Book Excerpt: Joan Collins on Staying Young


Unfortunately, free radical damage to certain types of cells is irreversible. It's a fact, however, that although 98 percent of free radicals is burned up for energy, unfortunately that leaves 2 percent available for nonproductive harmful activity. Three types of cells -- heart, muscle, and nerve cells, which include brain cells and certain sensor cells of the immune system -- cannot be replaced. To ensure a long and healthy life, damage to these cells must be prevented. After years of free radical assault, millions of cells are lost from major organs such as the lungs, kidneys, liver, and brain. Cell loss is a major cause of aging and free radicals have been linked to a wide range of conditions associated with it. They pose a greater problem in later life because as you get older, the body's ability to neutralize free radicals and repair the damage they cause goes into decline. As free radicals are a by-product of normal metabolic processes, you probably produce more when you are younger and more metabolically active. Their extremely reactive nature means they have considerable potential for oxidative cell damage, including damage to cell integrity, harmful changes to capillaries, and damage to the collagen and elastin in skin.

But diet alone cannot protect you and that's why vitamin supplements are essential. vitamin E is the number one for counteracting the effects of oxidation. I call it the magic vitamin after vitamin C. It has many other benefits. Combined with vitamin C, researchers have discovered that vitamin E can help counteract cataract formation, which is caused by the oxidation of eye lenses. Vitamin E also delays the progress and reduces the severity of Parkinson's Disease. It also boosts the immune system (the body's defense against infectious diseases). Beta-carotene, too, can help combat free radicals.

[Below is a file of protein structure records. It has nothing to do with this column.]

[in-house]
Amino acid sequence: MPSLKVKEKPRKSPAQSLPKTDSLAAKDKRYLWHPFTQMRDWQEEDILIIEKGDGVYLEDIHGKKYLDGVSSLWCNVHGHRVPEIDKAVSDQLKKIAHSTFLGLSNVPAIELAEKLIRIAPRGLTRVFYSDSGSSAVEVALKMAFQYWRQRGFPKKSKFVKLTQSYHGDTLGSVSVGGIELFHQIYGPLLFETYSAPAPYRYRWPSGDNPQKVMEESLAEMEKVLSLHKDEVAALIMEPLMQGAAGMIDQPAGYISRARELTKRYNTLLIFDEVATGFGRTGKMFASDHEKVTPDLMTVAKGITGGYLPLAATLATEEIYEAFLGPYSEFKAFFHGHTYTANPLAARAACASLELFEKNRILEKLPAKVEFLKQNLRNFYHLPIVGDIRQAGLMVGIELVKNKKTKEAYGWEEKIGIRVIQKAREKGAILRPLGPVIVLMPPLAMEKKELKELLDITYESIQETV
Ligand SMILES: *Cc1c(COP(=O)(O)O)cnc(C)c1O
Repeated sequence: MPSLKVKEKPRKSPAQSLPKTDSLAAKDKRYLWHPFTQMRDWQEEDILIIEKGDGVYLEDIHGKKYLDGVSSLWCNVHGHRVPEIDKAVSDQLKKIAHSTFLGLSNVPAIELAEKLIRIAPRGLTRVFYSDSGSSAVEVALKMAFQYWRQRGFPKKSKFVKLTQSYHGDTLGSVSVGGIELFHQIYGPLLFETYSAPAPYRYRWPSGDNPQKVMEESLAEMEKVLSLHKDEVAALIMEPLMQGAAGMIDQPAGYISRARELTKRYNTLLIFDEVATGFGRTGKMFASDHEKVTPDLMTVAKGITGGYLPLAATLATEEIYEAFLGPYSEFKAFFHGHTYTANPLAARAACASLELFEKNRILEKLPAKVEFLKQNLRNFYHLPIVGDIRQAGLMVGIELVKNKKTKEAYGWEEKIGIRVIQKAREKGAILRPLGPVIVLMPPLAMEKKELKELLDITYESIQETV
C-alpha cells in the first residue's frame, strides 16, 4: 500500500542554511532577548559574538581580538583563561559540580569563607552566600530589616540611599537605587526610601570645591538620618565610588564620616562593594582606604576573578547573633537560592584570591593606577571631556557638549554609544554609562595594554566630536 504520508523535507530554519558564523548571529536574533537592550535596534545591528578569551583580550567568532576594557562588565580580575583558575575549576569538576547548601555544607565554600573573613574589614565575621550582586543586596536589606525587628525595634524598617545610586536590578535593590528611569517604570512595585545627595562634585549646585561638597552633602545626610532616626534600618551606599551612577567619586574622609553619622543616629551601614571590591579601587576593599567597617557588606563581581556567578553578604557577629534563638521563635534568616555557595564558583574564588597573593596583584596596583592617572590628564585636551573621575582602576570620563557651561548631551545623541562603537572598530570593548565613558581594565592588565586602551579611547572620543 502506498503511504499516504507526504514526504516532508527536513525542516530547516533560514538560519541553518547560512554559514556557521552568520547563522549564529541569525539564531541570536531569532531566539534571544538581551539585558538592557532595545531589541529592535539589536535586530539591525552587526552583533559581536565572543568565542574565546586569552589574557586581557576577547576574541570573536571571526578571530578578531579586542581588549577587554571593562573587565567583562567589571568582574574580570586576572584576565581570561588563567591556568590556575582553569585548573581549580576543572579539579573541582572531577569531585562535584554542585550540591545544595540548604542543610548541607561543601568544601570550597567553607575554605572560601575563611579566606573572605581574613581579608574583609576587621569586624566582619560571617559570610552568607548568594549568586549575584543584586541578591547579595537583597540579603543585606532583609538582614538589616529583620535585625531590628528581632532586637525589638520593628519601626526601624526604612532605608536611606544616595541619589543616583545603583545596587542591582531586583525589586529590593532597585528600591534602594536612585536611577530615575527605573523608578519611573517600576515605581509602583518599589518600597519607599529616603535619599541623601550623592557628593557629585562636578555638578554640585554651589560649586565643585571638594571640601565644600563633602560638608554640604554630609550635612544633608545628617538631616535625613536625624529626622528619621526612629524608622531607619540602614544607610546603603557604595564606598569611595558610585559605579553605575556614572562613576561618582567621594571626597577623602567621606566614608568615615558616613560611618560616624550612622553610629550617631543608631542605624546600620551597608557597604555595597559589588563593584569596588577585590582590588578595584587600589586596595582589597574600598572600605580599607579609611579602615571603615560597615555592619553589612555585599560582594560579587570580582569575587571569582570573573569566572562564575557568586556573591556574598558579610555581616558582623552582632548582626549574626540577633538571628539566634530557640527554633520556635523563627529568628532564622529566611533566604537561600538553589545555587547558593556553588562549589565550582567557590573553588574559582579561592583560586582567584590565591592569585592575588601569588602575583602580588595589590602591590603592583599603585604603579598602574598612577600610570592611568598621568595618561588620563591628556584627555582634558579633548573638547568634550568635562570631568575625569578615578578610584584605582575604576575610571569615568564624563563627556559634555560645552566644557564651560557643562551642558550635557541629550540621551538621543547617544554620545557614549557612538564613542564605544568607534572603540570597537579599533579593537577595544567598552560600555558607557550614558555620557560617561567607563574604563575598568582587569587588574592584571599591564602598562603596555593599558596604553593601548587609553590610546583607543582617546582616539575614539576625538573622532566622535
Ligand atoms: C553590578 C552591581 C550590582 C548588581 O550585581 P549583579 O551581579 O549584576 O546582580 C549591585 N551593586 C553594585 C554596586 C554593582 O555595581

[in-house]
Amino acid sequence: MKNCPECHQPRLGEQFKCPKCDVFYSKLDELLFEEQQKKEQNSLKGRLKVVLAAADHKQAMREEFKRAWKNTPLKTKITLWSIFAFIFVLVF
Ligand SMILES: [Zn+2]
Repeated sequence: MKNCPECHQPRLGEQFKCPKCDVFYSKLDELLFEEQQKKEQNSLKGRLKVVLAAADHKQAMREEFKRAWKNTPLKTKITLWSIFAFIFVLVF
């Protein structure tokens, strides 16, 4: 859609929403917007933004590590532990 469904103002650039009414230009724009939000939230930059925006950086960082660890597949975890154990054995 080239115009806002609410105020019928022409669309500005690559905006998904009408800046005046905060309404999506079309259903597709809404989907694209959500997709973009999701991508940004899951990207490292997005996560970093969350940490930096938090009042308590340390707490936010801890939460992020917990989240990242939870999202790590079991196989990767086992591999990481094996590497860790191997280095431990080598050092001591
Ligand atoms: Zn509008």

In fact, the power of vitamins should never be underestimated. Some time ago now the New York Times reported provocative new evidence from researchers, indicating that "vitamins influence the health and vibrancy of nearly every organ, and that these enigmatic chemicals may help forestall or even reverse many diseases of aging."

I for one am not too keen on taking drugs and pills. Sure, they can be used to ease the symptoms of diabetes and heart disease, but I don't want to get sick in the first place so I take preventative measures through eating good food and exercising. I can't stress the importance of this enough and most scientists do now believe that exercise and proper nutrition can help to stave off everything from heart disease to diabetes, osteoporosis, and aging.

Whatever you do, you can't prevent the inevitable natural changes that occur with getting older -- skin, bones, muscles, teeth, hair, eyes, heart, lungs, over time these all change, and to function properly, the body needs a constant and balanced amount of the right nutrients and vitamins.

Some gerontologists believe aging results from the accumulated damage done to cells throughout the years, usually caused by toxicity in the environment, pollution, and food preservatives. Others believe genetics determines aging -- if your parents looked good for their age, the chances are that you will, too. This is true, but only up to a point so you've still got to take care of yourself. Anyway, doesn't a not-so-attractive person who has aged well look better than an attractive one who hasn't paid attention to this?

Obesity is spreading (literally)

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